Shame serves a critical function. As social creatures, we need a set of rapidly acting guidelines for comportment, an emotion-based system that encourages us to heed the norms of our particular cohort. The norms for a biker in the Hell's Angels are not the same as those of a samurai. Despite enormous variation in the particulars of their application, pride and shame are universal emotions reported among all cultures.

When status goes down, one's sense of shame goes up: Men in a bar scuffle would rather lose a tooth than look foolish while their tooth flies across room. Women avoid taking on roles that might get them labeled "bitches"—or they may feel shame about not being bossy or "bitchy" enough. Shame about accomplishments, or lack thereof, creates a slew of miseries both practical and emotional. In each case, people overgeneralize and say, "If I look foolish, I'm a fool."

Overgeneralizing from a trait to the entire self is a Neanderthink legacy we carry. Once upon a time, if we did something foolish or measured up poorly, literally everyone in our circle would know it and it would probably be the topic du jour. Today, we're lucky if someone remembers our behavior for more than 20 minutes. Shame once served a corrective purpose. It still can, but it is just as often unnecessary in contemporary life. Your coworkers may not like you, but that doesn't mean your social standing is forever determined. In the ancestral environment, rejection by your tribe and kin, by contrast, could bring permanent exile or death.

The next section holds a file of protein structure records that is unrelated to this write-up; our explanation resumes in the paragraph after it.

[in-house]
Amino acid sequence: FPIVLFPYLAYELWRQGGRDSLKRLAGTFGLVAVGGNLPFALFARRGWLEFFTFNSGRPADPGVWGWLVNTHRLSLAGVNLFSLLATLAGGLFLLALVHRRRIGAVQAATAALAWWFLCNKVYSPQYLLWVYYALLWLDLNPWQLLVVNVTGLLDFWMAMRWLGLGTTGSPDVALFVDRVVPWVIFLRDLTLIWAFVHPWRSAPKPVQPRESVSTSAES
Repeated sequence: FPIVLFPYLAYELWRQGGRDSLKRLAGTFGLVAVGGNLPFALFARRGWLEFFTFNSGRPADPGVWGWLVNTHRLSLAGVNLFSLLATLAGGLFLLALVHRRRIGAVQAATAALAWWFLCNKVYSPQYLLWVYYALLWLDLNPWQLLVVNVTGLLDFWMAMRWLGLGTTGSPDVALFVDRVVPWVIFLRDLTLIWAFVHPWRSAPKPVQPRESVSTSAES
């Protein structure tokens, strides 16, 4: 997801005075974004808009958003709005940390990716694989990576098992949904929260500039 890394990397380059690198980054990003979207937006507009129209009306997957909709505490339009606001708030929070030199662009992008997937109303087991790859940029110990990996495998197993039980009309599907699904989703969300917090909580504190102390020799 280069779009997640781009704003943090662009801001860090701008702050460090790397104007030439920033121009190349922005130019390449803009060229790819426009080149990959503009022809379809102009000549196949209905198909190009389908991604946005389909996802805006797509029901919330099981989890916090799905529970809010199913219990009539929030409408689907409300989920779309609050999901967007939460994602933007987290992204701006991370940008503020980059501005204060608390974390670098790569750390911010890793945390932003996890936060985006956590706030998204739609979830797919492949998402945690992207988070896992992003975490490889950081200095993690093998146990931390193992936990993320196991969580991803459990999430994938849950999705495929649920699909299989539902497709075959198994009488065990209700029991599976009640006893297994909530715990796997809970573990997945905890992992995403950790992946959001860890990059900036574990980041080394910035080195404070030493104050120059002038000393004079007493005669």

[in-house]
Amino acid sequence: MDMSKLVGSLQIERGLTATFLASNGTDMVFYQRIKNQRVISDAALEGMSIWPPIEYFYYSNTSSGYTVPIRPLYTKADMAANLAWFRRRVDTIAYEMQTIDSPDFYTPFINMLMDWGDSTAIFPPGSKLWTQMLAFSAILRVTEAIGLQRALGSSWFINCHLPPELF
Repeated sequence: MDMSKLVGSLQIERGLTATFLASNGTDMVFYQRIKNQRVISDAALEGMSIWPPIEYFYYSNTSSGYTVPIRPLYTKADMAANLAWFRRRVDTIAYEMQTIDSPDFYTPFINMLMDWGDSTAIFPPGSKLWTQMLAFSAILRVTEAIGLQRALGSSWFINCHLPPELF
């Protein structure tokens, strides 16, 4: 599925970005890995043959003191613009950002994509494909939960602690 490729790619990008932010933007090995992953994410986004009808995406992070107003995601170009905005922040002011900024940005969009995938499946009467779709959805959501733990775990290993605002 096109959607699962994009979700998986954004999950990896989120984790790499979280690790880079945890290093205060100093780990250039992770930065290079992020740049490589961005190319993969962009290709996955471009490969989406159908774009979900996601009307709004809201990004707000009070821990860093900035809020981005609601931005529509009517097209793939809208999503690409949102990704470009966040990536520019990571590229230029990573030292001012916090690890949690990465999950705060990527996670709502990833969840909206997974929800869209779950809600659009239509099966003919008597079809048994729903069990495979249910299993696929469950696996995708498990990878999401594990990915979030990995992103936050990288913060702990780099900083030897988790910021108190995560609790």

For our ancestors, living in a small group of about a hundred people, it was very likely that each excelled at some skill or activity. Statistically, one's chances of being best at something among a small group are exponentially higher than in the global population in which we reside today.